CCPlayer, who has long been making video players with the ability to play various file types, has released a UWP app for Windows 10 and Mobile. Dubbed CCPlayer Pro the app is published by L:me and is now available starting today for all Windows 10 PCs, tablets, and phones.
CCPlayer runs for $1.99 with no free trial. However, I bought it and threw some MP4s at it with no issues except one (more on that below). The app's design is excellent as it very much follows the Windows 10 design language with familiar menus and layouts.
The one issue I had that was easily solvable had to do with video playback. By default, the app would crash on MP4 files, but going into the app's Settings > Playback and disabling Use SW decoder as default decoder did the trick. Of course, this issue may vary on your system, so just take into consideration if you run into any issues.
Regarding options CCPlayer Pro brings many, including:
- Support for Continuum
- Light and Dark Theme options with cross-device syncing of settings
- Custom time intervals for seeking
- Use GPU shader within SW decoder
- Toggle back button within video menu
- Load unsupported thumbnail
- Flip to pause (for mobile)
- Thumbnail disk usage with clear cache option
- Thumbnail retention period
- Save fonts included in the media
- Install font from file (*.ttf/ttc/otf/otc)
- App Protection with password
- Subtitle toggles for outline, shadow, background, font family, font style overriding, font weight, and font color
The app also lets you designate which folders to look for videos.
Perhaps a unique part is the Now Watching, which lists videos have been playing and even remembers where you left off letting you watch and continue videos randomly without having to bookmark anything. There are even popup windows in the corners allowing you to toggle quickly between multiple videos, which I found impressive.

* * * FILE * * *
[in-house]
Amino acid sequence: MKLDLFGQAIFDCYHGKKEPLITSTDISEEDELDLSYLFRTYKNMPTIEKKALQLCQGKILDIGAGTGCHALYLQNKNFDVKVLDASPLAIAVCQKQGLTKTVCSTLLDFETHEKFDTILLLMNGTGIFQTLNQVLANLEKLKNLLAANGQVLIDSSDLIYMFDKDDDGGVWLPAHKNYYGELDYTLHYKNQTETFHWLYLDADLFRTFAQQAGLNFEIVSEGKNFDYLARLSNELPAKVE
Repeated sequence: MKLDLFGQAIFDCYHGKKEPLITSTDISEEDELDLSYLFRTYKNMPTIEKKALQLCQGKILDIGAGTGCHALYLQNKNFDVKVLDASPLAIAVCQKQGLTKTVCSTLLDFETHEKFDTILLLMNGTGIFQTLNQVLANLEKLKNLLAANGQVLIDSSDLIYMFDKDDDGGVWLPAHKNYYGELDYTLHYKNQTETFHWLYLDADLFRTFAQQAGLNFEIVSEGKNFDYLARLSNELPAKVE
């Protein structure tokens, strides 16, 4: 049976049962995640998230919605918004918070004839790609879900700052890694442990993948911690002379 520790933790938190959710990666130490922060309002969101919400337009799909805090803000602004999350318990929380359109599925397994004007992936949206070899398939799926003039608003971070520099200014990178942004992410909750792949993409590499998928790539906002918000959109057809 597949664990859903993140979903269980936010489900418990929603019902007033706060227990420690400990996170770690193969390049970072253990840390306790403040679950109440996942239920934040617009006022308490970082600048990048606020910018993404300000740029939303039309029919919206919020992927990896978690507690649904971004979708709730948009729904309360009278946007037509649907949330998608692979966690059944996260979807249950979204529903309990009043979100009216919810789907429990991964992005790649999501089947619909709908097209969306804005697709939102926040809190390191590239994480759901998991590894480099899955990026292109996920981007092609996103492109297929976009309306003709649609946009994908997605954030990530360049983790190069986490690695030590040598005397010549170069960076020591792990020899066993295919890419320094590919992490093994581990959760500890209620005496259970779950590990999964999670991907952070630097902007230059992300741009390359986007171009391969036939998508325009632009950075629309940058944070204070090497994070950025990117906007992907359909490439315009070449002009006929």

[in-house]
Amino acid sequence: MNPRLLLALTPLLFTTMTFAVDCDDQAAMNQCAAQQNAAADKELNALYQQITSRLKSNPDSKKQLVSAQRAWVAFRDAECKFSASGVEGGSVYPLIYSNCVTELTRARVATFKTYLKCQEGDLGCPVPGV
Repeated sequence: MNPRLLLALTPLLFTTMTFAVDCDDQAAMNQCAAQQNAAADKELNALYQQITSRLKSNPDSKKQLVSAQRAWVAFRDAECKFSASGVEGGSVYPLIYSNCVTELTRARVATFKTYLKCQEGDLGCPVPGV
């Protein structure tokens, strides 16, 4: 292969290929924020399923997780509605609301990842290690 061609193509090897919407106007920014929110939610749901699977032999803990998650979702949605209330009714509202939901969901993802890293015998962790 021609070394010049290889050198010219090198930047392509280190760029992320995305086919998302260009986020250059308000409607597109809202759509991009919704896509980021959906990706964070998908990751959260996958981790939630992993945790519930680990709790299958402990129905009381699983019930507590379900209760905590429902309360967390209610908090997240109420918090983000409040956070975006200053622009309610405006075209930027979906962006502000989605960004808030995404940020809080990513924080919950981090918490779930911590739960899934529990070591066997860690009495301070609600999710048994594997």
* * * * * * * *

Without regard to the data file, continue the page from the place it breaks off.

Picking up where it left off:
Overall, my first impressions of CCPlayer Pro are very high if you are looking for something a little more robust. The app also worked fine on my Lumia 950 with no issues scrobbling or jumping between parts of the video. Granted, I did not try every weird file type out there, but CCPlayer Pro should handle most of them.
If you have a $1.99 and need a good universal Windows 10 video app, consider CCPlayer Pro. So far, I'm very impressed with it.
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Daniel Rubino is the Editor-in-chief of Windows Central. He is also the head reviewer, podcast co-host, and analyst. He has been covering Microsoft since 2007, when this site was called WMExperts (and later Windows Phone Central). His interests include Windows, laptops, next-gen computing, and watches. He has been reviewing laptops since 2015 and is particularly fond of 2-in-1 convertibles, ARM processors, new form factors, and thin-and-light PCs. Before all this tech stuff, he worked on a Ph.D. in linguistics, watched people sleep (for medical purposes!), and ran the projectors at movie theaters because it was fun.